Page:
Prior to the 1940s most of the mortar in the Denver area was
made mostly from lime and sand. Portland cement was not as
available and thus the mortar is very soft. Usually you can
rub a mortar joint with a finger and sand will come off of
it. This soft mortar is able to be washed out by lawn sprinklers
hitting the house or by leaking roof gutters and downspouts.
The settling of the house will cause cracks in the mortar. Moisture
from various sources will sit in these cracks and then in the winter
it will freeze and thaw. This freeze-thaw cycle will cause the
cracks to widen and the bricks will loosen and begin to move. Chimneys
and porches are less protected and thus will decay faster than
the rest of the house.
The first thing necessary is to adequately prepare the surface
to be repaired so that the new mortar bonds properly to the
brick. Next it is vital that the new mortar be a similar type
as the old mortar. If you use a hard modern mortar it can be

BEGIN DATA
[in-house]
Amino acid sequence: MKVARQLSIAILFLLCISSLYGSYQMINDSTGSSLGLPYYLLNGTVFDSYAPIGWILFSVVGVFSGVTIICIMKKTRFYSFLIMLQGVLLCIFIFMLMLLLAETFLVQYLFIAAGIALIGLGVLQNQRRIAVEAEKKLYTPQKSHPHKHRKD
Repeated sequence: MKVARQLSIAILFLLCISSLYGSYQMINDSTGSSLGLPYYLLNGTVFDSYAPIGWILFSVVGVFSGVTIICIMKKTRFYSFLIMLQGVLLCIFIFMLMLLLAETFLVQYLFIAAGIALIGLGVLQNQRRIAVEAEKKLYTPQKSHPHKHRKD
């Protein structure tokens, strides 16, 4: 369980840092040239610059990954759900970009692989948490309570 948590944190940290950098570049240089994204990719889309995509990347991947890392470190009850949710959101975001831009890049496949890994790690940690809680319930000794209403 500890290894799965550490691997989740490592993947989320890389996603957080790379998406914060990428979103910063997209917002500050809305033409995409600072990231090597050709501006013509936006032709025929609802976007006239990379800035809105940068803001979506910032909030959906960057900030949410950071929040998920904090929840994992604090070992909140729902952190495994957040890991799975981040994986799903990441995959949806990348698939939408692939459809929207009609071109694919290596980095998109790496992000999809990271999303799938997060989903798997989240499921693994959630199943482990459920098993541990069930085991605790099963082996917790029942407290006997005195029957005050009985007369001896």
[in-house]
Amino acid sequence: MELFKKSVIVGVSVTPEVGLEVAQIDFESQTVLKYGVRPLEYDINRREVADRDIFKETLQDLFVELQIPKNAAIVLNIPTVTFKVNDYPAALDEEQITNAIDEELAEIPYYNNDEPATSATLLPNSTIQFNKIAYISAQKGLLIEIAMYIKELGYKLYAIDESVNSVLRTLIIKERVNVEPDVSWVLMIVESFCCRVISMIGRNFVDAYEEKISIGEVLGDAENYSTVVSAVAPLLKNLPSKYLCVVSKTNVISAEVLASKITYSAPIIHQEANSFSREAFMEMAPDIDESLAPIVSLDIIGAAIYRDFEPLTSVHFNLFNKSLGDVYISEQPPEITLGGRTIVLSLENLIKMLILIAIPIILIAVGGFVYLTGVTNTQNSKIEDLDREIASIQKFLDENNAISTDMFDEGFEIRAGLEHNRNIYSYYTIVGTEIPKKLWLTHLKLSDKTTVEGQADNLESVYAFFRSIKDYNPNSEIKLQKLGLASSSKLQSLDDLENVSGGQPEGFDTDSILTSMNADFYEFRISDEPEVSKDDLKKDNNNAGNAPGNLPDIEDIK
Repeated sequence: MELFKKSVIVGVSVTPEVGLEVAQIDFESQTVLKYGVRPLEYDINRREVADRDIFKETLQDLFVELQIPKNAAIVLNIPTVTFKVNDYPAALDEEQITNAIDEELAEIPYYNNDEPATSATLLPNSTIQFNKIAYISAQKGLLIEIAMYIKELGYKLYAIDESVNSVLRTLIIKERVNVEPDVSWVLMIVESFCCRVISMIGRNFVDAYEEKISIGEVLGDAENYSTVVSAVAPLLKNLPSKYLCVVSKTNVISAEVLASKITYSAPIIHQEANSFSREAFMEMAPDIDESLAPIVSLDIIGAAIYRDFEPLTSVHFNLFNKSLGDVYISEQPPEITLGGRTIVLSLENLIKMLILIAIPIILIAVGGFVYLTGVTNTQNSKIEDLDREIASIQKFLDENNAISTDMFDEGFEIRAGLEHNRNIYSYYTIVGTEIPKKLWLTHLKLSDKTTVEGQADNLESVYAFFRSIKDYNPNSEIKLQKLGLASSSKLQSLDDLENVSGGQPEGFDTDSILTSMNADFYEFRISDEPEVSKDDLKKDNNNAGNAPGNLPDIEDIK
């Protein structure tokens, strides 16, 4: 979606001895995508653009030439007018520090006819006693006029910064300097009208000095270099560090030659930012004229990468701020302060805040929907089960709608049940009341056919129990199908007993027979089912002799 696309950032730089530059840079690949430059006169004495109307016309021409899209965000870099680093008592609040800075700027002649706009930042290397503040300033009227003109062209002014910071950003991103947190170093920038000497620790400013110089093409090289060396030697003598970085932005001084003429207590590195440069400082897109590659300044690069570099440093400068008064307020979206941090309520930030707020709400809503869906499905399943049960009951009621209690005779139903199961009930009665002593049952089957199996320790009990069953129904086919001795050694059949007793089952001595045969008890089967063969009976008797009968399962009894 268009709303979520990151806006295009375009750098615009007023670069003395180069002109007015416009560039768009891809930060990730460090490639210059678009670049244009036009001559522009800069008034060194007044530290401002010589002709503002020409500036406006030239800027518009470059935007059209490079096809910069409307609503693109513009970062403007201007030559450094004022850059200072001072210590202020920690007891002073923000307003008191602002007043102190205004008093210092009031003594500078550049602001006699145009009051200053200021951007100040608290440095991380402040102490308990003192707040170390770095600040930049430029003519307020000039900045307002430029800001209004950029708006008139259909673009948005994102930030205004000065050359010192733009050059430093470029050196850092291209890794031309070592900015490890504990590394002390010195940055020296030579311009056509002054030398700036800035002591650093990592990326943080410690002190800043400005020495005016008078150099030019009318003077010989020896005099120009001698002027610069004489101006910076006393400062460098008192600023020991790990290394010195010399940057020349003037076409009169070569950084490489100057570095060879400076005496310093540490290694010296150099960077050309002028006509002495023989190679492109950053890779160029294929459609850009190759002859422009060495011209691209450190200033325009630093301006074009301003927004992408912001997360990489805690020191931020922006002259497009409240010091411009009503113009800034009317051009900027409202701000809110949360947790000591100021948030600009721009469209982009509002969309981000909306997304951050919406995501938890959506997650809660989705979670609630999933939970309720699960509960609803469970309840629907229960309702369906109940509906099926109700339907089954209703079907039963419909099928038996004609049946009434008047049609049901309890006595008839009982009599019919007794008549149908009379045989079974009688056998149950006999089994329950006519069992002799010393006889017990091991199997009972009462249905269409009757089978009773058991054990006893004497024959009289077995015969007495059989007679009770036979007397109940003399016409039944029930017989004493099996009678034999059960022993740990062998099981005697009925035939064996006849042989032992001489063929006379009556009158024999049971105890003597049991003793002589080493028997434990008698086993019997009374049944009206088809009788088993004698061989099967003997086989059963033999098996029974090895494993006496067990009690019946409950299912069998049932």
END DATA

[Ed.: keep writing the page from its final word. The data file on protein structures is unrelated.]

harder than the old soft bricks and as the house moves (due
to the ground contracting and expanding) it can ruin the brick.
We make our own mortar from lime and sand that is very close
to the original mortar.
These old homes usually had a very white mortar when they were
new. However, after a hundred years of pollution and being
baked in the sun the mortar isn’t white and yet it isn’t
gray either. Some homes have a mortar that was originally very
black but has been bleached white by the sun. Houses made in
the 1890s often have a red mortar color. We have become very
good at combining available materials to match the current color
of the mortar so that the repaired area looks as good as possible
and blends in with the rest of the house.
We work in such a way that we don’t create smears of mortar
on the brick faces themselves. We try to avoid chemicals if possible
because they could harm the brick or the environment. Often times,
if we need a cleaning agent we will only use vinegar and water.
When we’re done with a job we’re careful to clean
up after ourselves and not leave a mess.
We expect the tuckpointing work that we do to last for a good
number of years – but because of environmental factors such
as leaking gutters and misdirected sprinklers we cannot give a
blanket warranty. However, if a job we did does not last a reasonable
length of time we will repair it at our expense. We also don’t
expect anyone to pay for a poorly done job. If we honestly
cannot satisfy a customer or do a job right, we will not charge